We hope that you have enjoyed reading The Grief Reality in April. It is a joy to have somewhere to talk so openly about grief, mental health and general ramblings.
I wondered if it would be okay, me living alone. Waking up, cooking, watching TV. I was afraid I would be like that man from Up.
I felt closer to him reading these than I have since he was killed—as he wrote in one of them, “Some words are worth a thousand pictures.”
Writing on the blog is deeply personal. I imagine I sit you down, offer you tea, hold your hand and look you in the eyes. Whilst you may read this and throw it away, or never think of it again, I think of it every day. The power of you sitting with me, and giving me space to share my thoughts.
We live in the present, the only gift we have, and think of what could happen next. What plethora of opportunities there are, who we may meet, what songs we may hear.
I lay in the sun, and saw a spider. It was a tiny smudge against the blue. Long, desperate webs trailed from its body like a single stitch that bore witness to the little life hurtling through the sky. Rather than fix him in a physical place, this web stitched the spider into my mind. I often come back to him.
But that’s grief, isn’t it? It comes when you least expect it. When you find a video you sent to your mum, of you in a pyjama set she bought you, tucked in a bed she kissed you goodnight in, cuddling the cat you both loved so much together.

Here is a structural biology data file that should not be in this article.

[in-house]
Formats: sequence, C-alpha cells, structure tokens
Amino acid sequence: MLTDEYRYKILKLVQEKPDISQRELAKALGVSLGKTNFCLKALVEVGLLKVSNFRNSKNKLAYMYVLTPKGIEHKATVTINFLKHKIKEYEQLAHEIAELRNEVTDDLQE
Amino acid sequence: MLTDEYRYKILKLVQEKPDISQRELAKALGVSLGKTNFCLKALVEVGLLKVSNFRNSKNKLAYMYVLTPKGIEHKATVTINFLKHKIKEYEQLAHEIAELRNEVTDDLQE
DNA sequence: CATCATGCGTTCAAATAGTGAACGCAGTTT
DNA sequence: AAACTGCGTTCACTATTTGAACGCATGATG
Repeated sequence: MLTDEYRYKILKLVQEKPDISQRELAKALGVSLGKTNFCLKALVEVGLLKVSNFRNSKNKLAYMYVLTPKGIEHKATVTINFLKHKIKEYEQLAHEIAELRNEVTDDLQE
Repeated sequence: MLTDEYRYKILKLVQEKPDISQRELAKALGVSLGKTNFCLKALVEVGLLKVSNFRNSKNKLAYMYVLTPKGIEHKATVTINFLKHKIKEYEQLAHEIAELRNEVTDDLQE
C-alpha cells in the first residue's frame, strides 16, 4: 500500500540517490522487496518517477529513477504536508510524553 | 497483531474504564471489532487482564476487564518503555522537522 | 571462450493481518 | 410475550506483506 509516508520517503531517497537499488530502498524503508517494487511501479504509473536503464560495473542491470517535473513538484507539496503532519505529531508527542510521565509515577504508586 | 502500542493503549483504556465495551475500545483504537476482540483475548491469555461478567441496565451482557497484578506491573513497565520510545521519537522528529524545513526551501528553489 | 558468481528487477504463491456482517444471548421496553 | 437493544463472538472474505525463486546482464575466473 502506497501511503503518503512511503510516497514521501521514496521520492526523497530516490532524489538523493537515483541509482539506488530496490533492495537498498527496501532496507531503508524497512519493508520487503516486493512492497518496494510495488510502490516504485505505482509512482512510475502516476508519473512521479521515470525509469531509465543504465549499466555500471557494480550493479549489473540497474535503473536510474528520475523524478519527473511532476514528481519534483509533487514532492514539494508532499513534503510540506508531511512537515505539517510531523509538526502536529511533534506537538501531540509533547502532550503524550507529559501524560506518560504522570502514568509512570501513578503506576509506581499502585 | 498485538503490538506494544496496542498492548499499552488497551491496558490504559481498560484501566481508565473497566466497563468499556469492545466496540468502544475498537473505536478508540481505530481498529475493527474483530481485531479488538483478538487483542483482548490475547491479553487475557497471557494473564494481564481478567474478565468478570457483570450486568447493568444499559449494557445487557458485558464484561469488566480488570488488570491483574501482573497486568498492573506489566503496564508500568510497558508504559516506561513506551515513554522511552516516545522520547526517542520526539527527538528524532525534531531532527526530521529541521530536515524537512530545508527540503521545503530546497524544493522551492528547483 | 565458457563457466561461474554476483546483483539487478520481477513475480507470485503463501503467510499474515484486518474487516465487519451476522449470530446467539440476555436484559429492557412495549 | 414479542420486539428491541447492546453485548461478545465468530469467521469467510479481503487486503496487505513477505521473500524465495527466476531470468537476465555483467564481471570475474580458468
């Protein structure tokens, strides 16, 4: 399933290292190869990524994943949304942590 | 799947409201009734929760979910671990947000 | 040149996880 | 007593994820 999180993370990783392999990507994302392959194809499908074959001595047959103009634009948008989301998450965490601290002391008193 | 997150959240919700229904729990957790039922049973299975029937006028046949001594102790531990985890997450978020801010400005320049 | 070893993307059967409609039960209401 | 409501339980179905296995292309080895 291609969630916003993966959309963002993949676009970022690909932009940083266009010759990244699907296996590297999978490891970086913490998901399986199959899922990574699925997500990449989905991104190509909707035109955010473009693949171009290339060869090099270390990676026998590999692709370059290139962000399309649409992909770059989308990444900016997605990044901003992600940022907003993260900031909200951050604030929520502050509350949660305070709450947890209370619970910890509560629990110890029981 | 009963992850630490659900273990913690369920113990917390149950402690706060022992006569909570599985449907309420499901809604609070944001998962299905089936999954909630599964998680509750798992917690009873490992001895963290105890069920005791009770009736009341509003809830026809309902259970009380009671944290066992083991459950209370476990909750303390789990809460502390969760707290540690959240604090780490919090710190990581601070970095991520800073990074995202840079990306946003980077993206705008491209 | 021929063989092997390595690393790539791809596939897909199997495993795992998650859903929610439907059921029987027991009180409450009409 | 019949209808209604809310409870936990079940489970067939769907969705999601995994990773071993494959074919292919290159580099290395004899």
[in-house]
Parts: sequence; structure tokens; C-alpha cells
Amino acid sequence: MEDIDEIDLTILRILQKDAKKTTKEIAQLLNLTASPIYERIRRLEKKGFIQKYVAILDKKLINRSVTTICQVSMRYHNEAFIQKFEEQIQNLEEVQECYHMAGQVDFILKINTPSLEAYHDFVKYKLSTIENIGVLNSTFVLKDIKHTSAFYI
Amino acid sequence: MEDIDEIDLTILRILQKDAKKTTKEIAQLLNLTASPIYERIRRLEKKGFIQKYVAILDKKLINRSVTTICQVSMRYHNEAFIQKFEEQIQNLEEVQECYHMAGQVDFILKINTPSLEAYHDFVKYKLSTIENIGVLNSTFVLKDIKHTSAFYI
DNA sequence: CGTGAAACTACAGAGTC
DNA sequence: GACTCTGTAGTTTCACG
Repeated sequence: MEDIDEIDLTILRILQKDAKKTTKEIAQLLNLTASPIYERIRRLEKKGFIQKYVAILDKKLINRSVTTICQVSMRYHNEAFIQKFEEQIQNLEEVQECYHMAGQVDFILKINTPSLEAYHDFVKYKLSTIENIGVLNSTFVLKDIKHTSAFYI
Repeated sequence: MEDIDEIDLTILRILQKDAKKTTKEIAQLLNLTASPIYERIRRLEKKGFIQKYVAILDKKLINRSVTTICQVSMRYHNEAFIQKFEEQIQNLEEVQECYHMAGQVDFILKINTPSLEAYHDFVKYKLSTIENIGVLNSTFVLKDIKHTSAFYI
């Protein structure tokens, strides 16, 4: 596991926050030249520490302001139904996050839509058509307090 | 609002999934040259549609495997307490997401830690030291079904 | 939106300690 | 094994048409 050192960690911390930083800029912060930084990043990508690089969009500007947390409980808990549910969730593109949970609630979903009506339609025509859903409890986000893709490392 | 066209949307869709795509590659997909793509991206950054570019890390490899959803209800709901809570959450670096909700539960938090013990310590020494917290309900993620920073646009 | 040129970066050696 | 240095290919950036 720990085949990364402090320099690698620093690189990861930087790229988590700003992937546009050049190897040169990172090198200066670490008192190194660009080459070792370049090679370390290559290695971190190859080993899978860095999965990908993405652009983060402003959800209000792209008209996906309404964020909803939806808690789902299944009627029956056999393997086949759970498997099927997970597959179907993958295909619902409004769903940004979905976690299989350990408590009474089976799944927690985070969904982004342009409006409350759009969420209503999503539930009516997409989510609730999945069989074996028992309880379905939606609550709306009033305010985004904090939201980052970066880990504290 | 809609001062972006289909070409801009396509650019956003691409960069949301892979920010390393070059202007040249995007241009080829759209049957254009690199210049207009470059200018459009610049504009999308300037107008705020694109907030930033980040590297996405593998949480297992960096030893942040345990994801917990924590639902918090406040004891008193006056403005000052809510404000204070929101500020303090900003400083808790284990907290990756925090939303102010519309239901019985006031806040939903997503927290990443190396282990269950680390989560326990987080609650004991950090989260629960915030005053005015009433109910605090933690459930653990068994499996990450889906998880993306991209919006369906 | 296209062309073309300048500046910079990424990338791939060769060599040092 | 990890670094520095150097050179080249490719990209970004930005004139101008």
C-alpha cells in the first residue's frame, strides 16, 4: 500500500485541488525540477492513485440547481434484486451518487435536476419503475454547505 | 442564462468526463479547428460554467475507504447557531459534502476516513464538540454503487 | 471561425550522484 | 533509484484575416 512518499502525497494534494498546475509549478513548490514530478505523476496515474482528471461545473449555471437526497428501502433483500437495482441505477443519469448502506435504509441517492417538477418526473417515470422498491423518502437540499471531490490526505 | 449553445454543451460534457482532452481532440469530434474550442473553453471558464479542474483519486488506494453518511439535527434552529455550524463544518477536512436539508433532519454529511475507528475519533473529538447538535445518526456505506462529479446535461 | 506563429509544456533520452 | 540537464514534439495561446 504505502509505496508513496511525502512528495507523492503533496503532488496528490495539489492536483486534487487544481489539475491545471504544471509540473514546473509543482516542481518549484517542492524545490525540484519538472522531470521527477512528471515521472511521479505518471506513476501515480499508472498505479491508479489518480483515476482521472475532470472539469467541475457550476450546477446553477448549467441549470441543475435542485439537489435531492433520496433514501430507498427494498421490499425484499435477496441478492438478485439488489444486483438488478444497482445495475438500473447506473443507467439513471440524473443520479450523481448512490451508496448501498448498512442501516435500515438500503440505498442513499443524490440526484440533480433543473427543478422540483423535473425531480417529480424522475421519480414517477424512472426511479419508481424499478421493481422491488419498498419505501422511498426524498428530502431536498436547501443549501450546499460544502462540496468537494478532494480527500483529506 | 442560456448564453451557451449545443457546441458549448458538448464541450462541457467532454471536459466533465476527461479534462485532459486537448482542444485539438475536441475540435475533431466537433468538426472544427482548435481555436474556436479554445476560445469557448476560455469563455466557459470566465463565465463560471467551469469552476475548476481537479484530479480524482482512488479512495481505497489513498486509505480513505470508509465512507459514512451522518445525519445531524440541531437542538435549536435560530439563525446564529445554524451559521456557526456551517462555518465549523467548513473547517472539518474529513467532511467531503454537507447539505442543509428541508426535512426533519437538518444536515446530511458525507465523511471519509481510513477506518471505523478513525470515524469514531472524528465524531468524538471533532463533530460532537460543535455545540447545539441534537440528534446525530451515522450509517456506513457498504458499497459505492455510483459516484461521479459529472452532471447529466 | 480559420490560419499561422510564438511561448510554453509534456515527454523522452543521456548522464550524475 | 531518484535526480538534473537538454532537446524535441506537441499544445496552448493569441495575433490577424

I see a girl who got through a difficult year of her life. It was nothing like the worst, but it was nothing like the easiest. I see a girl who has been hurt, who has healed, and who looks to the future with bright eyes. I see a girl who is not perfect, who makes a plethora of mistakes, who has a library of stories and someone who keeps on trying, no matter what.
Losing our mum aged me in so many ways, which I have mentioned a lot in blog posts before. Mum would always call me a “party girl” which used to make me cringe, but I quite liked the colourful description. I liked that people thought I was colourful and energetic.
Thank you for being here. Thank you to the silent readers who don’t comment. Thank you to the readers who do comment. Thank you to the people who come from our social media. Thank you to the people who stumble across our blog and never come back. Thank you to the people who keep coming back. Thank you for being here with me as I grow and navigate this world without my Mum.